Photo courtesy of Erasable Color
It’s been more than a month since the members of Erasable Color were in the same room making music together. Don’t call it a rehearsal—this group of budding Northern Arizona University music students play and perform a type of music known (loosely) as contemporary abstract improvisation. Give or take. The ensemble includes pianist Jess Ryan, percussionists Owen Davis and Drew Worden and saxophonist Liza Stegall.
“We had started getting into improvisation and contemporary music but that’s not really in the curriculum at NAU,” explains Drew Worden, the “other” percussionist in the band. “We all converged on that interest and created this thing, to our knowledge, we haven’t experienced in Flagstaff very often.”
“The key word there is ‘created,’” adds NAU music education major Owen Davis. “We wanted to follow this DIY path because we didn’t have these things at school, we didn’t have these things in our life, so we made it ourselves.”
It’s not easy to describe what that intangible “thing” is or what an Erasable Color composition sounds like. Whatever they play, the moniker “song” seems to fall demonstrably short of what the group plays. Erasable Color’s music reflects a small-but-growing trend in contemporary music that embraces chaos and spontaneity over chorus and melody.
“It’s easier to talk about how it’s different than other music because it borrows so many things from other styles of music,” Worden says. “After you listen to a piece of music we play, you won’t be humming the melody afterward. It puts more of a priority on rhythm and harmony and color and texture and timbre.”
“It’s live creation,” according to Davis.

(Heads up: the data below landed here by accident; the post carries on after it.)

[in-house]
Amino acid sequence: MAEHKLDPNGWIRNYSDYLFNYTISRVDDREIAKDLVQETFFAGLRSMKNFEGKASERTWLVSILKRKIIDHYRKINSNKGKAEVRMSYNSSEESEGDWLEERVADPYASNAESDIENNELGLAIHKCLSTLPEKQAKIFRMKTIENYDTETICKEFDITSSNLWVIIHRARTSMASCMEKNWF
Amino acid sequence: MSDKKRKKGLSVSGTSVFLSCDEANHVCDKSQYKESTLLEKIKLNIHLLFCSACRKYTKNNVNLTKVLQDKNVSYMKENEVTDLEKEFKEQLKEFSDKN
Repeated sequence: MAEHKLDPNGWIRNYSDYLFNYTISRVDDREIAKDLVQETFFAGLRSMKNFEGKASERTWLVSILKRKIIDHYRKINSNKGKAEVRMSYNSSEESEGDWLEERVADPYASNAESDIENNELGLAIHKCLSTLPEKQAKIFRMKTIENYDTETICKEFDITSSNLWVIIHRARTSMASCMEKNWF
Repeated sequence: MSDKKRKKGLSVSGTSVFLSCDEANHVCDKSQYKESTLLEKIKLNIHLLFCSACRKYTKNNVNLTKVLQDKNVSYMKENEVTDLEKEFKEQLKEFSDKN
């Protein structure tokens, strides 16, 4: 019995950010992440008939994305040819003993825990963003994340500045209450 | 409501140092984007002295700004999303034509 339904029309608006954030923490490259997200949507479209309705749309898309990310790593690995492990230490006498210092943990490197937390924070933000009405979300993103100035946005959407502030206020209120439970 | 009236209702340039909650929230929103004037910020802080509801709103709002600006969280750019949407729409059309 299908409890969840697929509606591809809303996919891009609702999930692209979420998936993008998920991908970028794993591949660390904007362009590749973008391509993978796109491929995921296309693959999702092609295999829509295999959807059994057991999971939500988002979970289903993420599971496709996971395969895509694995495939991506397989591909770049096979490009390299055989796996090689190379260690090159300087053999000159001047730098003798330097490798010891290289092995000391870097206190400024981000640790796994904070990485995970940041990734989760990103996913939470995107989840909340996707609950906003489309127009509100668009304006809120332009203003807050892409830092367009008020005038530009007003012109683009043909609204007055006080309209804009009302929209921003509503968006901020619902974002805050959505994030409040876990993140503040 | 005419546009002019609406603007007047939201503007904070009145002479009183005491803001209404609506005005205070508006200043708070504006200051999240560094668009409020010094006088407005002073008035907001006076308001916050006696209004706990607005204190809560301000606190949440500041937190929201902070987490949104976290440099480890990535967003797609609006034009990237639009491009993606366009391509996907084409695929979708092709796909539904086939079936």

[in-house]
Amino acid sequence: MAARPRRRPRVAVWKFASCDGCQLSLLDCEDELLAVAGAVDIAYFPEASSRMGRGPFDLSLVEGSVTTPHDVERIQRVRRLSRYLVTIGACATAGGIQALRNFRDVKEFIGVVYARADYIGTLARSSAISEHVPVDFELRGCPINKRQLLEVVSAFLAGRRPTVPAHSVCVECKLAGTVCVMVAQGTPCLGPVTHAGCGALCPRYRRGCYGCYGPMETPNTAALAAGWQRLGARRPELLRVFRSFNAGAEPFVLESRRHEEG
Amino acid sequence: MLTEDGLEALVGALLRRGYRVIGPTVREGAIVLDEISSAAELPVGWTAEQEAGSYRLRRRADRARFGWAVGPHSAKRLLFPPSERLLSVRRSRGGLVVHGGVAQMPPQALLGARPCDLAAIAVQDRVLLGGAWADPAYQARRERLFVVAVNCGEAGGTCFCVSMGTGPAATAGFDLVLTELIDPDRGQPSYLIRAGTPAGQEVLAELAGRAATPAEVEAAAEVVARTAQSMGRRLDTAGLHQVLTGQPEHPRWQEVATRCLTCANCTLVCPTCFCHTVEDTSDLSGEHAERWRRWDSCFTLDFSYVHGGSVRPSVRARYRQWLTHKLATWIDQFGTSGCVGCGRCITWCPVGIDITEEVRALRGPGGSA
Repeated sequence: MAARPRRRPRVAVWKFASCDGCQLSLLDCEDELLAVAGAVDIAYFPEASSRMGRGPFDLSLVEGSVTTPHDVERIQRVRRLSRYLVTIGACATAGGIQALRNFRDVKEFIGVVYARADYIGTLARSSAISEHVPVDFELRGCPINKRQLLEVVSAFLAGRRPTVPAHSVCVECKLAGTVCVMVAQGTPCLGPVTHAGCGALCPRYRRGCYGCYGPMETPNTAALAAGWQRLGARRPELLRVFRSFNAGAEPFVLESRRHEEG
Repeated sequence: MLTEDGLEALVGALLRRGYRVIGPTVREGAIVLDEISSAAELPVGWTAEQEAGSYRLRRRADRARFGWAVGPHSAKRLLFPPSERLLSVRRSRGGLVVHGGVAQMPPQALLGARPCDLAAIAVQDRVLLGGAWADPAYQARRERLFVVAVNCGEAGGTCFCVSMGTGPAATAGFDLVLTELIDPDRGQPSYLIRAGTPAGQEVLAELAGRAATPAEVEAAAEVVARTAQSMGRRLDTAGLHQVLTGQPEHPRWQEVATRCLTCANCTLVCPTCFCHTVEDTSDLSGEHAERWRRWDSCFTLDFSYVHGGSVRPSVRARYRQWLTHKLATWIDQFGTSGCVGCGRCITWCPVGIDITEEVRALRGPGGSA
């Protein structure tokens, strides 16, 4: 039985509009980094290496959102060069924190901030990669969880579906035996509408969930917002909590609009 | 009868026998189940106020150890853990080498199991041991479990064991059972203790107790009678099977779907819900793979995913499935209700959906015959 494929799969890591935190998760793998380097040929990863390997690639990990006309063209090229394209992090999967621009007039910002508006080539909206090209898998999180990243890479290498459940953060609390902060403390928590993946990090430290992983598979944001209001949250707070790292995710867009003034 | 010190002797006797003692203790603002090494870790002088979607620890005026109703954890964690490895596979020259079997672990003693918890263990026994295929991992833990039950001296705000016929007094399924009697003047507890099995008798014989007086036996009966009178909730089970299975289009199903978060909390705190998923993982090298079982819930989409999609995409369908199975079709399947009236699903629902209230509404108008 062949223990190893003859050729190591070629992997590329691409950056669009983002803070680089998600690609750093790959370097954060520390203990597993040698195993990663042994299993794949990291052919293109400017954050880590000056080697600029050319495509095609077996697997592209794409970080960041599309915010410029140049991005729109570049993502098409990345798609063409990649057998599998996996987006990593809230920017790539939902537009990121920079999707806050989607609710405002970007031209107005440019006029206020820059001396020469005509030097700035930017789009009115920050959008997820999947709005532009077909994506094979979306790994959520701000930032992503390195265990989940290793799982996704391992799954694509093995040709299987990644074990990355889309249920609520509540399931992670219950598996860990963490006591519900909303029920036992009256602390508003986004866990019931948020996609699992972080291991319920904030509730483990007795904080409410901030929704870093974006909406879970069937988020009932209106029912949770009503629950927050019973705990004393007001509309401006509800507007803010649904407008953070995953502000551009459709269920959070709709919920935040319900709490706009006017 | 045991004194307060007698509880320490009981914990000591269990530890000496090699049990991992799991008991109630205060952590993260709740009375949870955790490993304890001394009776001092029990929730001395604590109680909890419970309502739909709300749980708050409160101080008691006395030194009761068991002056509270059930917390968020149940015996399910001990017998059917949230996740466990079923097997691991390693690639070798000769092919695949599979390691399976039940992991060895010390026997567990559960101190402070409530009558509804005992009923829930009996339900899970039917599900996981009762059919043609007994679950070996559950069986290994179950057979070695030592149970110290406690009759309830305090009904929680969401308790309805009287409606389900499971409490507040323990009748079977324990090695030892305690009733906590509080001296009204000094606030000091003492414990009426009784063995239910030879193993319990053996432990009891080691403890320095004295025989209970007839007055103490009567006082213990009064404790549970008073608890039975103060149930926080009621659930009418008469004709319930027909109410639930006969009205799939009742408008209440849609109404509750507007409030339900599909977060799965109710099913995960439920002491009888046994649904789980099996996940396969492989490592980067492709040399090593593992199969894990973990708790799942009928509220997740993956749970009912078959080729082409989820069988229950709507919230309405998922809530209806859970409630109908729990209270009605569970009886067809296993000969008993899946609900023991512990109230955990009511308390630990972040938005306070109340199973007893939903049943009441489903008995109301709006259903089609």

Davis and his band mates speak more about the philosophy behind their music rather than what sounds their instruments make in the predetermined moment they perform in. The group bases their approach on composers such as the Estonian writer Arvo Pärt and New York guitarist Grey McMurray. They also have music written for them by local composers in addition to their own original work.
“What we sound like, what comes out, really isn’t the important part,” says Davis. “The important part is us playing together in the moment and being there.”
Capturing that sound is a powerful live experience. Oftentimes the musicians are just as entertained and surprised at what transpires as the audience. Even still, Erasable Color’s debut EP, thirteen, is an impressive little package of that musical energy. And the title track, having been recorded live at Sundara last year, is evidence.
“Before we started the piece (‘Thirteen’) we handed out little scrolls of paper to the audience with tasks at different times and we had a stopwatch application on a laptop on the stage. As the stopwatch got to different times, the audience did different things according to their paper,” Worden explains. “We really draw from that in the song: The piece is 13 minutes long, events happened every 13 seconds and it was recorded on Friday the 13th.”
In fact, every song on the EP was recorded live at a Flagstaff venue.
“We took the performances that were most meaningful to us and the audience and compiled them,” says Davis.
Just because their music is dedicated to improvisation though, doesn’t mean Erasable Color is immune to predetermination. The group is organized and plans to expand their reach, continuing to dedicate their music to the beauty of the unknown and the symbiotic relationship between performer and audience.
“Studying art or music in college is a risk in and of itself. You’re kind of accepting that you are going to do what you can to make money with some sacrifices along the way, be it money or whatever,” says Davis.
“We all have five-year plans,” says Ryan with a laugh.
With any luck, Erasable Color will be around for much longer.
Catch Erasable Color Fri, Aug. 10 at Sundara, 22 E. Rte. 66, for the release party of thirteen. The band will perform pieces from the album as well as other new material along with “improvisatory pieces with guest artists, and a celebration of Sundara’s slam poetry culture,” according to the group. The show starts at 8 p.m. and will be $5 at the door. For more info, see www.erasablecolor.com or call 779-3292.